Samuel Clemens, known to most as the popular author and humorist Mark Twain, was also an astute observer of American politics-he just believed that the stark truth about corruption in government would go down more smoothly with a dose of humor. Robed in a white suit, white cravat, and white shoes, crowned with unruly white hair and smoking an ever-present cigar, Mark Twain became one of America’s first global celebrities.
Over 100 years later, Twain’s insightful commentary retains an uncanny relevance to the challenges facing contemporary America. His views are as fresh and provocative as those of any contemporary cable TV “talking head,” Sunday morning roundtable debater, political blogger, or radio talk show host.
Twain’s aphorisms are cited to support almost any proposition- which are often inconsistent and contradictory positions. With a handy maxim for most any occasion, he is fondly quoted by Tea Party and Occupy Wall Street activists, union leaders, and liberal and conservative commentators. After all, Samuel L. Clemens was not a political scientist or philosopher who expounded a concrete, coherent theory of governance. He was an equal opportunity satirist, ridiculing the dogmas, shibboleths, and platitudes that characterize the conventional wisdom, regardless of ideological bearings.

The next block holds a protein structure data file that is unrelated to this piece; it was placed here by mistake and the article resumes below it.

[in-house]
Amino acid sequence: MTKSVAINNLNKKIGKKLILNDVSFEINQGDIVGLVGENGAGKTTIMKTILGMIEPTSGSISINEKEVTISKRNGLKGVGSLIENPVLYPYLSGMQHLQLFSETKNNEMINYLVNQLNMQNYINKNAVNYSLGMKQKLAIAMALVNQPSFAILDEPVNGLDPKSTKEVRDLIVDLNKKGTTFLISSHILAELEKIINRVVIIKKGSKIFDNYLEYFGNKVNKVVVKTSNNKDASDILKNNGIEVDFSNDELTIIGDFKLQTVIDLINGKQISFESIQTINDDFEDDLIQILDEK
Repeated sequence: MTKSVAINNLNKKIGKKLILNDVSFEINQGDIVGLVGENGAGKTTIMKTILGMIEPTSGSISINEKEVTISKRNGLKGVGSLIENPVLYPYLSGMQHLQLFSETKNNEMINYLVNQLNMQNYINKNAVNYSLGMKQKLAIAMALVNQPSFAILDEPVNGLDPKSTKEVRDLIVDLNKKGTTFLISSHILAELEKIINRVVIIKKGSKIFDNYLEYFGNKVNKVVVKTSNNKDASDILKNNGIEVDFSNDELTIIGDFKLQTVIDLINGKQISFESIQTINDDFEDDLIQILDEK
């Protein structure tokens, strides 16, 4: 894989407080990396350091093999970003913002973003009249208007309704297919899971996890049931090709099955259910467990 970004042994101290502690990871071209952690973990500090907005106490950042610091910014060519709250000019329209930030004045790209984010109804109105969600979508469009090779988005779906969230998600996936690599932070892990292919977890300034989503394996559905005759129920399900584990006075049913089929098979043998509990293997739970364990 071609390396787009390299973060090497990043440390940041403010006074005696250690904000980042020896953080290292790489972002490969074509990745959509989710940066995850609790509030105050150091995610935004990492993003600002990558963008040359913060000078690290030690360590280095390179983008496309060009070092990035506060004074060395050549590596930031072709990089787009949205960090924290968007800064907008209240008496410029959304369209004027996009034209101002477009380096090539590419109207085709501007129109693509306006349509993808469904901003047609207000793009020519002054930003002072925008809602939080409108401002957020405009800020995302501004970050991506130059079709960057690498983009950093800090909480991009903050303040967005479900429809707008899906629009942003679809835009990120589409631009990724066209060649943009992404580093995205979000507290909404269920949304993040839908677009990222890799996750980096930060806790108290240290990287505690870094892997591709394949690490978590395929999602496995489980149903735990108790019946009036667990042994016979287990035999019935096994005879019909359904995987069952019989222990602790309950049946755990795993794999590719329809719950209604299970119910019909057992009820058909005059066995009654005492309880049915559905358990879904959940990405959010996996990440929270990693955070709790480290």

Ambassador Donald Tiffany Bliss takes an in-depth look at the intricacies of Mark Twain’s America in his new book, Mark Twain’s Tale of Today: Halley’s Comet Returns-The Celebrated Author Critiques American Politics (2012). The great-grandson and grandson of Twain publishers, Ambassador Bliss combines his lifelong interest in Mark Twain with over thirty years of experience in the Nation’s capitol-both serving in the federal government and as a partner of a major international law firm-to trace the evolution of Twain’s political and policy views and illustrate their continuing relevance to contemporary American politics and foreign policy.
As a cure for American democracy that had veered off course, Twain advocated pervasive education, an informed and engaged electorate, and the election of representatives who think and act independently, regardless of political affiliation. He claimed that “if we would learn what the human race really is at bottom, we need only observe it in election times.” Mark Twain’s Tales of Today explores the timely issues of today’s election through Clemens’ writings, speeches, correspondence, unpublished dictations, and life experiences.
With passionate faith in the Republic’s potential, despite the corrupting nature of political power, Twain believed that satire and story-telling are among the most effective instruments of reform. This book endeavors to prove that these ideals may hold just as true in the present. Like Twain reportedly once said, “History does not repeat itself; it rhymes.”
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